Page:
Sunday, October 12, 2014

Sourcebooks: Wyoming Newspapers

 This month I'd like to share with you a source I've come to enjoy as much for recreation as research. It's the Wyoming Newspapers project ( and unlike similar online services, this one is free. One of several searchable online database projects from the Wyoming State Library (WSL) it competes with Wyoming Inventors, Wyoming Legislation and Wyoming Places for most compelling content. Dozens of newspapers from several decades are available in searchable PDF format. As you’d expect from the era, the ads are a hoot and the editorials, inflammatory. In the style of the day there's plenty of yellow journalism and spurious headlines. What today we'd call Clickbait.  

For quite a while I just had fun poking around aimlessly. But then I started following Laramie’s city council notes for the years 1898-1904.

A little background.  In our day job, Gina and I work with a wide variety of businesses making up marketing programs, developing web sites, and writing copy. To me, the most interesting groups we work with usually have something to do with the nuts and bolts of the real world, or maybe it's better to say, the world's foundation. The utility companies, the freight distributors, and the economic development associations. During the past 25 years, it's sometimes been surprising to see how the world actually works, and more, to see how that reality is communicated to the public through the media. (Read: not always so accurately.)

So I when I noticed the City Council debating over bids to supply the city with arc lamps, I was hooked.

Arc lamps were in use in Wyoming as early as February, 1884 (in Cheyenne) and it's something you rarely see in movies or read about in traditional westerns. The bid to put up the first poles was won by the Brush-Swan Electric Light Company. (More at

The lamps were placed on corners and above intersections and gave off intense white light due to high voltage electric arcs jumping through air between carbon electrodes. Usually powered by relatively small steam powered dynamos, arc lamps were the first practical public lighting in the West. By the turn of the century, their use was already in decline, though many small towns were just getting into the act.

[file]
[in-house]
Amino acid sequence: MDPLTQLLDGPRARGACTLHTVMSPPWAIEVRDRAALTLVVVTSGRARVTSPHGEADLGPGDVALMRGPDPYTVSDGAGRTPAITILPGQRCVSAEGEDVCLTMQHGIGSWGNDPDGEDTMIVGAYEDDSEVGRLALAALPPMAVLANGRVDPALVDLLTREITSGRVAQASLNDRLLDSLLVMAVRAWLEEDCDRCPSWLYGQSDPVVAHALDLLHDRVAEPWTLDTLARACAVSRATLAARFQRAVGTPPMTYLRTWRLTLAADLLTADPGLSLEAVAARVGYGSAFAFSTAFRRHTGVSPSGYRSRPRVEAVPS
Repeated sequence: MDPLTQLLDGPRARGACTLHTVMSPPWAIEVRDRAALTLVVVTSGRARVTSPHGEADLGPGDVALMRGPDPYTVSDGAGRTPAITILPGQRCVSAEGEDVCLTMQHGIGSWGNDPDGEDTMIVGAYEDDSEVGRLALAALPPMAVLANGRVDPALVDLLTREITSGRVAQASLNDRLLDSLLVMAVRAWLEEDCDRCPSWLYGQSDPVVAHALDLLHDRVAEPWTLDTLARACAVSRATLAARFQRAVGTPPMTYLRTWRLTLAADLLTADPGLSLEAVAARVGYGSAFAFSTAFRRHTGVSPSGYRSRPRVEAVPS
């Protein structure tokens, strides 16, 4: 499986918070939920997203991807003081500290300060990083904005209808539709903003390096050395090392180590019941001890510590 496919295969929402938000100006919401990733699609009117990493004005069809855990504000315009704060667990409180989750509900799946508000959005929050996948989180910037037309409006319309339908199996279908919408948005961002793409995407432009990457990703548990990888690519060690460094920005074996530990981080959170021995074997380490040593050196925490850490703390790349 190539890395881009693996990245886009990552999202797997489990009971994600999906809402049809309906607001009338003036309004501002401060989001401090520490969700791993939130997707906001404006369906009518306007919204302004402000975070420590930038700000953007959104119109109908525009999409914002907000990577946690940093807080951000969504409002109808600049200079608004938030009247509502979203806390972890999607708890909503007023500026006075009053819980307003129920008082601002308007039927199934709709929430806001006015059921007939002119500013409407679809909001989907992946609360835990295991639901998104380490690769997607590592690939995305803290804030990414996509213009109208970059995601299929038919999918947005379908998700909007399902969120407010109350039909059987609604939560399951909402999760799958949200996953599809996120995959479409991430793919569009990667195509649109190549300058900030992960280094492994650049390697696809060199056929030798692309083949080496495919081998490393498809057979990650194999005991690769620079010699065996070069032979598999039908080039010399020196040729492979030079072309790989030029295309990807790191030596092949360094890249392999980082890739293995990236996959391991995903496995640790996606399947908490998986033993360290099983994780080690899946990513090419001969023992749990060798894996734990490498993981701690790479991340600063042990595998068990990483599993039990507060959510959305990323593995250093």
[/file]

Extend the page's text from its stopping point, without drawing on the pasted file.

I won’t try to recreate the entire saga here, but if you search by city (Laramie) and paper (Daily Boomerang) and look for “arc lamps,” you’ll see what I mean.

Step back more than a century. The excitement of new technologies and the progress of economies struggled with petty regulations and unfortunate infighting. (Sounds like our world today, doesn’t it?) Such was life on the Wyoming frontier.

Toss in a good character, a decent subplot or two, and you'd  have a crackling fun story grounded in oft-ignored history.

Then, like now, a hero wasn't as often the guy with the gun, but the person who could keep the lights on through whatever silly obstacles stood in his or her way.


  1. You have hit upon one of my favorite pastimes, reading the old newspapers from areas I'm researching. You are correct, the stories they contain are priceless and fun to read.

    As I research the women doctors, this type of information is priceless. Here is to wonderful stories in the papers than can lead to great stories the authors today can tell. Doris

  2. Richard,

    Thanks. Very fascinating.


  3. Thanks! What a great article. Thanks for sharing this source. I know from teaching about and doing my own family history that newspapers can be a great source of information. Very interesting to learn about the use of arc lights in 19th century Wyoming cities.

    Robyn Echols writing historical novels as Zina Abbott

  4. Thanks for this post, Richard. is an excellent resource full of fun stories.

  5. I absolutely love reading old newspapers--can get caught up in it for hours and hours. There's always an article that sparks yet another idea, and the characters where drawn in such a colorful way. The language is entertaining, too.